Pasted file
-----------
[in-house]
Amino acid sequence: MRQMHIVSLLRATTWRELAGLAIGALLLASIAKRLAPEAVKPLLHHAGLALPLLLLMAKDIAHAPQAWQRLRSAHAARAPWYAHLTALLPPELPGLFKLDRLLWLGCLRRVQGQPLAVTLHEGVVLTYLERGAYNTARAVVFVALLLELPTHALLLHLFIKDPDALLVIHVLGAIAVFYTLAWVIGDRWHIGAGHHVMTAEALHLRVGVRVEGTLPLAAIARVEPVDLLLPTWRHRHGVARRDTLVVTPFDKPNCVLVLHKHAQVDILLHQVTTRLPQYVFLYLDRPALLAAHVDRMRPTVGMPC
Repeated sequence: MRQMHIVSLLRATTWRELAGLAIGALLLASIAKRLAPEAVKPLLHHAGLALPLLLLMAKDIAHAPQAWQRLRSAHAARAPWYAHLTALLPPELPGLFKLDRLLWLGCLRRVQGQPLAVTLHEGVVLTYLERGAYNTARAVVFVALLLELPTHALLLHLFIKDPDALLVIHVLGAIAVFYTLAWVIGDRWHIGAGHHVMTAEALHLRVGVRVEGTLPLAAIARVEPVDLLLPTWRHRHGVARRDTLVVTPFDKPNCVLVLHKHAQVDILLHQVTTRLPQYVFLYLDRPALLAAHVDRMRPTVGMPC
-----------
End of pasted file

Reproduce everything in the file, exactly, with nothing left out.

[in-house]
Amino acid sequence: MRQMHIVSLLRATTWRELAGLAIGALLLASIAKRLAPEAVKPLLHHAGLALPLLLLMAKDIAHAPQAWQRLRSAHAARAPWYAHLTALLPPELPGLFKLDRLLWLGCLRRVQGQPLAVTLHEGVVLTYLERGAYNTARAVVFVALLLELPTHALLLHLFIKDPDALLVIHVLGAIAVFYTLAWVIGDRWHIGAGHHVMTAEALHLRVGVRVEGTLPLAAIARVEPVDLLLPTWRHRHGVARRDTLVVTPFDKPNCVLVLHKHAQVDILLHQVTTRLPQYVFLYLDRPALLAAHVDRMRPTVGMPC
Repeated sequence: MRQMHIVSLLRATTWRELAGLAIGALLLASIAKRLAPEAVKPLLHHAGLALPLLLLMAKDIAHAPQAWQRLRSAHAARAPWYAHLTALLPPELPGLFKLDRLLWLGCLRRVQGQPLAVTLHEGVVLTYLERGAYNTARAVVFVALLLELPTHALLLHLFIKDPDALLVIHVLGAIAVFYTLAWVIGDRWHIGAGHHVMTAEALHLRVGVRVEGTLPLAAIARVEPVDLLLPTWRHRHGVARRDTLVVTPFDKPNCVLVLHKHAQVDILLHQVTTRLPQYVFLYLDRPALLAAHVDRMRPTVGMPC